Jamal here. This fall, Angela Whitmal (our Senior Director of Administration and Participant Services) and I traveled to Tacoma, Washington to attend the Closing the Hunger Gap Conference. The goal of this conference is to move hunger relief organizations toward strategies that promote social justice and address the root causes of hunger, using the lens of racial and economic equity.
When I first went to Tacoma I was narrow-minded regarding some of our programs here at Manna, but, while away, I learned that ignorance is not bliss–especially if you want to truly cure the ails of a society where the have-nots continue to get less and the haves continue to get more.
As I listened to the different speakers talk about the same battles they face in their states, cities, towns that I fight here in Montgomery County, I realized there are a lot of agencies trying to do the right thing but facing the same stumbling blocks: lack of money, lack of man power and a lack of time to get all they want to do get done and still have time for their own lives. I listened to people come up with ideas that we are currently implementing. Which was very encouraging as well as a having a sense of pride, knowing were heading in the right direction.
There was a conversation started about whether it was ethically right to receive monies from Walmart, a cooperation notorious for not paying its store employees enough money to sustain their families. As the Warehouse Manager, I saw myself wanting the food they donate because the food was either going to a land fill or to a needy family, but this was something I never considered. As a youth of the 80s, and the crack epidemic, I watched a lot of young men sell drugs to line their pockets as well as provide for their families, but am I any different then the parent turning the blind eye so bills can get paid while at the same time taking out an insurance policy on my child so in case of death we can now get out the ghetto?
A recurring phrase used was Social Justice. Are we doing enough to help end the cycle that causes families to need our services, or are we part of the cycle of poverty and hunger another part of the machine that like the pharmaceutical / health care industry instead of teaching people how to better their lives through diet and exercise we offer a drug that seems to address the problem while instead causing several others. Are we a placebo? Are we helping to end hunger or continuing the cycle?
I believe now that we do have a larger responsibility to the public then just feeding them. We do need to educate helping those that might not know about the other resources in MoCo, besides Manna Food Center, by putting them in contact with those that can help them get job training, English classes, educational funding, child care and health care if needed as well as many others.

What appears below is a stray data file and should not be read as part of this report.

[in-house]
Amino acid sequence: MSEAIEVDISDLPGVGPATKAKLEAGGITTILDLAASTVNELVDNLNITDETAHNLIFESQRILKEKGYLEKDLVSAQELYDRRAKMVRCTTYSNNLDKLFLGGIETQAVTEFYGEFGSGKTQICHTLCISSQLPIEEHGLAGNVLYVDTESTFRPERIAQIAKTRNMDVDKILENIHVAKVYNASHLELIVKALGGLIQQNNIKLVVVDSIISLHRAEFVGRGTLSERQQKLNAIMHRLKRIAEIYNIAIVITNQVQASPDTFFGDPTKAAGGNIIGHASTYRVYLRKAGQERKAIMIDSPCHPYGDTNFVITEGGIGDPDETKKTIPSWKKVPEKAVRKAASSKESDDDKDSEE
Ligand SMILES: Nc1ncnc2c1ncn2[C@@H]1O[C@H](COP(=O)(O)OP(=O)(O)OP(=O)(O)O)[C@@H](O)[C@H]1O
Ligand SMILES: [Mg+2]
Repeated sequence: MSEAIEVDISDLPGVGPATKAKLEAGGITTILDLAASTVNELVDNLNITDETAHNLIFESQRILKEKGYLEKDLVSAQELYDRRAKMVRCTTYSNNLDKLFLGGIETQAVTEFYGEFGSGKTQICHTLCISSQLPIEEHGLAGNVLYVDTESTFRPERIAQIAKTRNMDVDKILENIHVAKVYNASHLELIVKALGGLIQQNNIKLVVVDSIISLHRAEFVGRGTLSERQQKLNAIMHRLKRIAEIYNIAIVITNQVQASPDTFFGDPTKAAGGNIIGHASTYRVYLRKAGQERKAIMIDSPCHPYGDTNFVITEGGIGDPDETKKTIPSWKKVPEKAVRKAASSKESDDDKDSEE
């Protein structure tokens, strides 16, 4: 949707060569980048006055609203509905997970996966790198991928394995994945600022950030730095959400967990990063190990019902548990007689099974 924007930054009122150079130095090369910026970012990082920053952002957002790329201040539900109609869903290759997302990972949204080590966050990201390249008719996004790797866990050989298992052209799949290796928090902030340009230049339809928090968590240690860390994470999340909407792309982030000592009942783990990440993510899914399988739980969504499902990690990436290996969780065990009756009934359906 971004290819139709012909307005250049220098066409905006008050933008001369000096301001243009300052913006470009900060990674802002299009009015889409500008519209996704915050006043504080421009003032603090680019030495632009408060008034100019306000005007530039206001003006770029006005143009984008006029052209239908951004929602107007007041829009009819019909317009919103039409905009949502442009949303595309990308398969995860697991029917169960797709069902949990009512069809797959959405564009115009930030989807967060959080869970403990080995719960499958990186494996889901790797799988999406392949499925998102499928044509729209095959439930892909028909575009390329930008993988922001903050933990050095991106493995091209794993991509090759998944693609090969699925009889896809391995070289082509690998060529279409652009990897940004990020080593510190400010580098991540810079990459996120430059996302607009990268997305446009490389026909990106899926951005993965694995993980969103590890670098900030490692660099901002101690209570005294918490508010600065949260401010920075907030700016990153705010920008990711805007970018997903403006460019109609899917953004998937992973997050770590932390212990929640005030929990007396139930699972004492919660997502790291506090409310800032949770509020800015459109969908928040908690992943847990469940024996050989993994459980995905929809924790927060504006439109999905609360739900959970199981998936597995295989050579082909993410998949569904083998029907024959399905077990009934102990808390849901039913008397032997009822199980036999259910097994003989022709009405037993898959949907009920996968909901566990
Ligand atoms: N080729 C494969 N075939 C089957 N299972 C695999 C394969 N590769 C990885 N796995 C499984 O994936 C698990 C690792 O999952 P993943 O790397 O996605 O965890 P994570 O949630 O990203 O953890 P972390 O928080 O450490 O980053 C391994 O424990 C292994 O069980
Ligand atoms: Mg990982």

The Social Justice piece encompasses a lot of things in my eyes seeing to the needs of those that don’t have the courage, strength, knowledge, monies to get the help they need to live the life we all deserve. And I believe we at Manna do this daily:
- The drivers get up at the crack of dawn to go out to the stores, farmers markets, synagogues, churches or where ever there is food to be picked up to make sure that it is brought back here and sorted and distributed by volunteers and employees working together to make sure people like their own family get the best.
- A nutrition team helps to draft guidelines and programs advising us and the public on healthier food choices so that those foods they eat aren’t 0 calorie’s but nutritious so they can perform the duties on their jobs and in the class rooms to advance to get them out of the cycle of poverty.
- The development team drafts up grants while also stirring the hearts and minds of donors that might not ever see the people they help, retrieving monies from grants and funds to help pay for the day to day up keep of the facility.
- The volunteer coordinator who helps to bring in a steady supply of help that works for no more than the knowledge of that but for the grace of God there goes I.
- A referral office that takes calls for both requests and complaints ensuring that the participant feels like more than another hand out, but their voice is heard like the voice at the Wegmans complaining about the Organic Strawberries being too bruised.
We can do more, and we will do more, because like those 600+ I walked and talked with in Tacoma: we care, and the job will get done.
If this is a conversation you want to join, consider attending one of our monthly Breaking Bread sessions. Manna creates space and intentional conversations to nurture dialogue around critical issues, such as race, class, and a culture of dependency, that create or contribute to hunger in our community. We hope you will join the conversation on the third Wednesday of every month from 4 – 5:30pm at Manna Food Center, 9311 Gaither Rd., Gaithersburg MD 20895. Questions? Contact Angela Whitmal at 240-268-2527 or email@example.com.